She’s at performances and exhibitions, athletic events, alumni celebrations, and in the hall during student thesis defenses. Provost Carol Folt—who on July 1 takes over as Dartmouth’s interim president—is everywhere.
Provost Carol Folt will take over as interim president beginning July 1. An environmental biologist, Folt is currently contributing to collaborative studies of arsenic in rice and the potential health effects on mothers and infants. (photo by Rob Bossi)
“I love the dynamic nature of our campus. We are at a pivotal time in our history and new possibilities arise every day,” says Folt. “Students, faculty, and staff all fuel this world of creativity and discovery. My job is to help them achieve their ambitions to make a difference in the world. Our community has enriched my life and I want all our students, faculty, and staff to feel that same sense of enrichment.”
Folt says urgency and opportunity lie ahead for Dartmouth.
“I feel I can be most helpful by focusing my energy and attention on making this a productive year, maintaining our strong momentum, establishing an effective transition for a new president, and setting the scene for a powerful future,” she says.
“One of my main goals will be to help bring the strategic planning process to fruition,” says Folt. “Hundreds of faculty, students, and staff have been thinking creatively and boldly about the future, and looking across the world for best practices and new ideas. I will ensure lively discussion continues about these ideas as they coalesce into a compelling vision for Dartmouth’s future. And I’ll spend a lot of time talking with students, faculty, staff, and alumni, to involve them all in developing this strategic vision.”
That work will set Dartmouth apart, she says. “The dynamism, creativity, and reach of this planning process, along with the excellence and impact of the activities always taking place, should be very attractive to the best presidential candidates. The process has brought about a determined consensus on campus that we must push ourselves, challenge assumptions, and above all act to ensure Dartmouth continues to innovate and remain a leader. Such a climate is attractive to everyone who cares about the future.”
Folt, too, has been an innovator at Dartmouth. When she joined the faculty as an environmental biologist in 1983, she was one of a handful of female scientists. She inherited a laboratory with virtually no equipment, and was told—somewhat grudgingly—that she was the first faculty member to ask for a desktop computer. Support for incoming faculty has changed radically since then, and Folt has helped spearhead that progress.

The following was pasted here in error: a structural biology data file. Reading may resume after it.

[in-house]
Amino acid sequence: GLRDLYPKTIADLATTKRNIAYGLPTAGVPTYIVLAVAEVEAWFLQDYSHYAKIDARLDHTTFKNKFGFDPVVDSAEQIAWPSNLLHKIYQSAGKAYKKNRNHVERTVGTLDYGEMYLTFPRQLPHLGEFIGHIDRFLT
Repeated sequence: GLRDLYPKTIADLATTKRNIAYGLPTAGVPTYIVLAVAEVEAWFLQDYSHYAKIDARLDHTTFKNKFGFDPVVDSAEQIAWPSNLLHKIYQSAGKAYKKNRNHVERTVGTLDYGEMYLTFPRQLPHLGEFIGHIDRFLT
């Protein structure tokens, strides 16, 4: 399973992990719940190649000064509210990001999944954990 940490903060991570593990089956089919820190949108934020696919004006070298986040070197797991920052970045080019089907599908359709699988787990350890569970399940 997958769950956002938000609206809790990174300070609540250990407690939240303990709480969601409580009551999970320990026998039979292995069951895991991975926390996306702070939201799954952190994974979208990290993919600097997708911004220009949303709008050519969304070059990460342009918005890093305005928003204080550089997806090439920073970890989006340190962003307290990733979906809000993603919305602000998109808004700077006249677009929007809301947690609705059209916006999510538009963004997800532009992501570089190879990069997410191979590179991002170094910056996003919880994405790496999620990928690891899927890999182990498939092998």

She has also helped pioneer a cutting-edge interdisciplinary graduate program and several major research centers. She’s trained more than 100 undergraduate and graduate students in her lab, developed new courses, was one of the first faculty involved in the Women in Science Project (WISP), and led a lively research team in emerging areas of inquiry supported by millions of dollars of competitive federal funding. Folt is still an active scientist, focusing currently on collaborative studies of arsenic in rice and potential health effects on mothers and infants. She says this keeps her in touch with the pace of progress in research and what it takes for students and faculty to be successful. In 2010, she was elected a fellow of the American Association for the Advancement of Science in recognition of her innovations in science and higher education.
As graduate dean, dean of the faculty, and provost, Folt has been at the leading edge of academic innovation, including integration of the Institute for Writing and Rhetoric, establishing courses for undergraduates taught by Tuck faculty, the creation of minors in international studies and sustainability, and a new program for digital humanities. She distinguished Dartmouth by ensuring health care and mandatory ethics training for graduate students. She was dean of faculty during a period characterized by an unparalleled increase in the size of the faculty and in the number of women department chairs and holders of endowed professorships.
“My entire career has taken place during a time of unprecedented change, not only in the explosion of discovery in the modern life sciences, but in the inclusion of women and underrepresented minorities in our enterprise, and in the rapid evolution of education preparing students to face an increasingly global and technological world,” says Folt.
Fast forward to Folt’s appointment as interim president, and she’s still breaking new ground, this time as she prepares to become the highest-ranking woman in Dartmouth’s history. It is a role she told the Board of Trustees she would take on for a year, but not permanently.
Folt expects the next year to be “filled with buzz, talk about innovation, new ideas, and engagement like we’ve never seen on campus before. We’ve set this up to be a very exciting year,” she says. “Dartmouth’s best times come not only when we read the signs of change, but also when we lead in developing new frontiers.”